Academic journal article Babel

Editorial

Academic journal article Babel

Editorial

Article excerpt

Since my last editorial, we have seen the release of Ken Henry's much anticipated White Paper, Australia in the Asian Century. The White Paper addresses the need for Australians to engage more deeply with our Asian neighbours, across all spheres of life and activity. The message that Australians need to be educated in the languages and cultures of Asia, as well as English, was front and centre in the paper. The paper noted that every Australian student needed significant exposure to studies of Asia across the curriculum, to have continuous access to learning an Asian language throughout their years of schooling, and to have the opportunity to learn an Asian language as part of every university program. Chinese, Hindi, Indonesian and Japanese were nominated as 'priority' languages, Hindi being the new kid on the block. As Hindi is currently taught in only a few schools in Australia, this addition will require concerted efforts--and funds--to enable programs to be developed and for teachers to be educated to teach it. Significant increases in teacher numbers will also be needed for the other priority languages, if the aim for every child to have continuous access to quality programs is to be realised. The slippage of Korean from the priority list is a concern, as recent gains in improved program quality, numbers and available teachers offer significant benefits to Australian learners and Australia's future that should not be lost.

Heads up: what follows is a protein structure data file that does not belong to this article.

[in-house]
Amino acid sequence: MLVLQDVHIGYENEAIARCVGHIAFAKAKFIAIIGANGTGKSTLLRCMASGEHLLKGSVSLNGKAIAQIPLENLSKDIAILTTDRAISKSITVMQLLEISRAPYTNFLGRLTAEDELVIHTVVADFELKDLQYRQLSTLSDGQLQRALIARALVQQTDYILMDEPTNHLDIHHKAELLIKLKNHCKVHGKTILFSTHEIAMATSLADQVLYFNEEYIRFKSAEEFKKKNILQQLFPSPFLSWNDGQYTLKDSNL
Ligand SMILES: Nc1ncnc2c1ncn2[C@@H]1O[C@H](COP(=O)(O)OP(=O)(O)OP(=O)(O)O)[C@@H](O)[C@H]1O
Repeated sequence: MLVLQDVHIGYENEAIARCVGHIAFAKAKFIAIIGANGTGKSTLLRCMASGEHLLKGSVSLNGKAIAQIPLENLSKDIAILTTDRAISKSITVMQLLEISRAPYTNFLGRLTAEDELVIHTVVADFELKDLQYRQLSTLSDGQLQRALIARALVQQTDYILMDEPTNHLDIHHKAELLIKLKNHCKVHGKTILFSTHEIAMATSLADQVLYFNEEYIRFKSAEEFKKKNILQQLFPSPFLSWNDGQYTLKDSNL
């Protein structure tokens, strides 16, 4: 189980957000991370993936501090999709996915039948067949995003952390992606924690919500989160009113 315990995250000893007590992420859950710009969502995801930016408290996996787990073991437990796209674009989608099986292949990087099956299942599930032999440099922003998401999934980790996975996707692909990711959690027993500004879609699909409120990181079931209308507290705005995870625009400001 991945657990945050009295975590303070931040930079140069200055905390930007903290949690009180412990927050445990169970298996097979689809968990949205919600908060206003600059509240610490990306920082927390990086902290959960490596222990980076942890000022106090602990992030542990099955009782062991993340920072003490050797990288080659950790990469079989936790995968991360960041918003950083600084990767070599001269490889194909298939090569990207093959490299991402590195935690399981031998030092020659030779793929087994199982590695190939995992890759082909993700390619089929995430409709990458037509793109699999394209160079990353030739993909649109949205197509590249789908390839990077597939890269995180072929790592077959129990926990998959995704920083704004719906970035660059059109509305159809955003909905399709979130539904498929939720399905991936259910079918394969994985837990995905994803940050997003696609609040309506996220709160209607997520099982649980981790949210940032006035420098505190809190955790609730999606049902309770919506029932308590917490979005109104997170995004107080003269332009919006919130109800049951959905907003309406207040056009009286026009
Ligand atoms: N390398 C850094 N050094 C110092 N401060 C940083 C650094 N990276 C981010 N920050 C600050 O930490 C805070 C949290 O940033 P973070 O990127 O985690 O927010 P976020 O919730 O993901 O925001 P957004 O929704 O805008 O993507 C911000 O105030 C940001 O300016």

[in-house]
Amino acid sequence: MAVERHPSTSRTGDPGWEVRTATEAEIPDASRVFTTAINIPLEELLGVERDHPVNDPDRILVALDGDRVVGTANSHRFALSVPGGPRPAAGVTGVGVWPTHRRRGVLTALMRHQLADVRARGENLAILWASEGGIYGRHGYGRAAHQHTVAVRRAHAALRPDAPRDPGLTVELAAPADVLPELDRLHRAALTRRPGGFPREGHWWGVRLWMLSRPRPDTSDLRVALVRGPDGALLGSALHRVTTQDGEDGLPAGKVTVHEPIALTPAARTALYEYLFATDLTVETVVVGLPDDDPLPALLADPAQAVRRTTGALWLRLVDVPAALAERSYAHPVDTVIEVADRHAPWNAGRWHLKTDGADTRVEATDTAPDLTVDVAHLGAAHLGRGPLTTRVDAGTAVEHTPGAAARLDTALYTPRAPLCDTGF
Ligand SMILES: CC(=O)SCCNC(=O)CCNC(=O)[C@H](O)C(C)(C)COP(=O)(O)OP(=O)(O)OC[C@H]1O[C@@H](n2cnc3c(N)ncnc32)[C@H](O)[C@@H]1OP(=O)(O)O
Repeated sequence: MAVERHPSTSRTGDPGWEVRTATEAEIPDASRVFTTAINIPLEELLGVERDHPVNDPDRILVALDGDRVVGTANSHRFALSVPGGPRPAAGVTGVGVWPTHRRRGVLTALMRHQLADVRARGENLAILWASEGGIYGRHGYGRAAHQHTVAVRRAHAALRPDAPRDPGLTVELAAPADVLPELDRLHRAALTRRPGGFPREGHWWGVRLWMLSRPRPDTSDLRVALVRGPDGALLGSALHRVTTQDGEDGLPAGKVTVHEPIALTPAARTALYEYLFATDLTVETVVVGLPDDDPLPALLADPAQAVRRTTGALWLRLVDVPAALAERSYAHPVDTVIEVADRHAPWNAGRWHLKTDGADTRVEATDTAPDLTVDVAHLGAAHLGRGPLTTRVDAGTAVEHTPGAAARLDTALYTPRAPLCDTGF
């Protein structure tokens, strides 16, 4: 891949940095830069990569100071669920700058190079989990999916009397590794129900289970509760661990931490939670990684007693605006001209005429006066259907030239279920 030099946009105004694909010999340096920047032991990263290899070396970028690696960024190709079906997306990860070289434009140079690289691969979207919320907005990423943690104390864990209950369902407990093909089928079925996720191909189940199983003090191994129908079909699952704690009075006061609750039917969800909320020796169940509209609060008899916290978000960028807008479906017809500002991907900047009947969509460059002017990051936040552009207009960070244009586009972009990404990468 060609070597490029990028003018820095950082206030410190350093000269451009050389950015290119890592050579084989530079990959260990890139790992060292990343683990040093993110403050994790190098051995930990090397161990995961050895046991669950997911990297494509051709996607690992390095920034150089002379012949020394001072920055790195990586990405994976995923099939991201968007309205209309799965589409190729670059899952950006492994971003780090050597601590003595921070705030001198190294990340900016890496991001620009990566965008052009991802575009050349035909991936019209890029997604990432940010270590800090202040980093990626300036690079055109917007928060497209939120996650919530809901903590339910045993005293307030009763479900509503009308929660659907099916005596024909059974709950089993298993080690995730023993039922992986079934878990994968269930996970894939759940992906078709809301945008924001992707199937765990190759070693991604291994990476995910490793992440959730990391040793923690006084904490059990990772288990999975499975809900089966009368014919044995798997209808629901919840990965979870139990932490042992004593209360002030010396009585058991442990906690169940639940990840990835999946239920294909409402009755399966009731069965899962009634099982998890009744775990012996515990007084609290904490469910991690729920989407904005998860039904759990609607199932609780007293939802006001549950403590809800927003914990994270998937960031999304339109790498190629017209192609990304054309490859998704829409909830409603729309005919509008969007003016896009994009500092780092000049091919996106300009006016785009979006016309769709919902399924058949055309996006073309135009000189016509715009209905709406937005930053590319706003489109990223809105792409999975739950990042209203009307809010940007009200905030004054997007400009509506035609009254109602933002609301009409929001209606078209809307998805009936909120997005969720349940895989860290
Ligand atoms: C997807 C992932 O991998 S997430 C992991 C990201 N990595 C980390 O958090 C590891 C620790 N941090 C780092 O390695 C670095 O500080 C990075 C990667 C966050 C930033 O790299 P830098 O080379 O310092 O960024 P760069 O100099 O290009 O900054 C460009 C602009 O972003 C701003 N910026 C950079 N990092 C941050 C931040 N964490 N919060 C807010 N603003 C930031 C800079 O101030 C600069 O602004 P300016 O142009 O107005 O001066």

While Australia does need to engage with Asia and Asian languages to the degree outlined in the White Paper, what must also not be forgotten is the continuing need for engagement with languages of other regions and cultures, alternative markets and centres of human endeavour and decisionmaking; as well as with the languages with which the diverse population of Australia identifies, including first (mother tongue) languages, heritage and home languages, at-risk and thriving Indigenous languages, and the languages of Europe, the Americas and Africa. …

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